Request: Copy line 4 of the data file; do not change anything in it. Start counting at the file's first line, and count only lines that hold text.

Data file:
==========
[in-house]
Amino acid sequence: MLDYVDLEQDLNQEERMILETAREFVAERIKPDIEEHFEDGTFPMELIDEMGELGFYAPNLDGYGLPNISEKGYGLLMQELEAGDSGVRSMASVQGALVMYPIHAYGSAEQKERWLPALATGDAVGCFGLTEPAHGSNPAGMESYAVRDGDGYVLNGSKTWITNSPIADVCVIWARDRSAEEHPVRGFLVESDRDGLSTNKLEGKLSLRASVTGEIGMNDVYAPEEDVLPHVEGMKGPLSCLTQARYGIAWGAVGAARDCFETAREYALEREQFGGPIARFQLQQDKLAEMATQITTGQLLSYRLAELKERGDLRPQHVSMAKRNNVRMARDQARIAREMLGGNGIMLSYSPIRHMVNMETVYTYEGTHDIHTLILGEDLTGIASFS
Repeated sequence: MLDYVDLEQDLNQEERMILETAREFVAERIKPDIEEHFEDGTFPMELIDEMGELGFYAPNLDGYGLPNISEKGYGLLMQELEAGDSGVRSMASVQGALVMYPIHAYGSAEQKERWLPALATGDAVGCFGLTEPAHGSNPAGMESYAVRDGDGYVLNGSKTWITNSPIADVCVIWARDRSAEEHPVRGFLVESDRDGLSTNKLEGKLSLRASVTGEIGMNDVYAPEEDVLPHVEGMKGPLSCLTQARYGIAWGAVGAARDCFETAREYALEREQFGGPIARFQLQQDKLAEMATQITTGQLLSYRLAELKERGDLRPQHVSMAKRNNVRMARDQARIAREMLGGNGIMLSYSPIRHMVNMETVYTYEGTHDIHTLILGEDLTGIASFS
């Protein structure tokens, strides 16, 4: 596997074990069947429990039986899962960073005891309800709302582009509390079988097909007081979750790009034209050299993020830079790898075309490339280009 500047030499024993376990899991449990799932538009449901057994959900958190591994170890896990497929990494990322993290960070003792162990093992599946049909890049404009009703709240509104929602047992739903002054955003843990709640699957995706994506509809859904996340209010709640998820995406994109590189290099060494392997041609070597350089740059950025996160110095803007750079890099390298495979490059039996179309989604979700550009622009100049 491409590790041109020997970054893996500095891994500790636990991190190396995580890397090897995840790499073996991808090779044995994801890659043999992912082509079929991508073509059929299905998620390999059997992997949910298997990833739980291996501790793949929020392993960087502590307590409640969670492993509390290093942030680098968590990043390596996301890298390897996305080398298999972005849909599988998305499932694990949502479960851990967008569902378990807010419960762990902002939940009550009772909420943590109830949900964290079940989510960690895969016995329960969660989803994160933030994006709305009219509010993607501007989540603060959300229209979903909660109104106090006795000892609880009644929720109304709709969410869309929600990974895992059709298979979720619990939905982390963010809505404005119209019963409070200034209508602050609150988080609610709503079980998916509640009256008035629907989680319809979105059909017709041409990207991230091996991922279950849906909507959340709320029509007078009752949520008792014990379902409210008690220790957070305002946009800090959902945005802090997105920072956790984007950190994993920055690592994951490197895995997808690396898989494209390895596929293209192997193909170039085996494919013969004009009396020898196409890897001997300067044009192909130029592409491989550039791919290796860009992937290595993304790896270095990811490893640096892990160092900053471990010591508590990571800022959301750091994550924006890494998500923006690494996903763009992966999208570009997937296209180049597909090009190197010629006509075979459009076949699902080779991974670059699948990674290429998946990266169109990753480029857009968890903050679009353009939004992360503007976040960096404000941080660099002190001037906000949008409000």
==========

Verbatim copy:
């Protein structure tokens, strides 16, 4: 596997074990069947429990039986899962960073005891309800709302582009509390079988097909007081979750790009034209050299993020830079790898075309490339280009 500047030499024993376990899991449990799932538009449901057994959900958190591994170890896990497929990494990322993290960070003792162990093992599946049909890049404009009703709240509104929602047992739903002054955003843990709640699957995706994506509809859904996340209010709640998820995406994109590189290099060494392997041609070597350089740059950025996160110095803007750079890099390298495979490059039996179309989604979700550009622009100049 491409590790041109020997970054893996500095891994500790636990991190190396995580890397090897995840790499073996991808090779044995994801890659043999992912082509079929991508073509059929299905998620390999059997992997949910298997990833739980291996501790793949929020392993960087502590307590409640969670492993509390290093942030680098968590990043390596996301890298390897996305080398298999972005849909599988998305499932694990949502479960851990967008569902378990807010419960762990902002939940009550009772909420943590109830949900964290079940989510960690895969016995329960969660989803994160933030994006709305009219509010993607501007989540603060959300229209979903909660109104106090006795000892609880009644929720109304709709969410869309929600990974895992059709298979979720619990939905982390963010809505404005119209019963409070200034209508602050609150988080609610709503079980998916509640009256008035629907989680319809979105059909017709041409990207991230091996991922279950849906909507959340709320029509007078009752949520008792014990379902409210008690220790957070305002946009800090959902945005802090997105920072956790984007950190994993920055690592994951490197895995997808690396898989494209390895596929293209192997193909170039085996494919013969004009009396020898196409890897001997300067044009192909130029592409491989550039791919290796860009992937290595993304790896270095990811490893640096892990160092900053471990010591508590990571800022959301750091994550924006890494998500923006690494996903763009992966999208570009997937296209180049597909090009190197010629006509075979459009076949699902080779991974670059699948990674290429998946990266169109990753480029857009968890903050679009353009939004992360503007976040960096404000941080660099002190001037906000949008409000």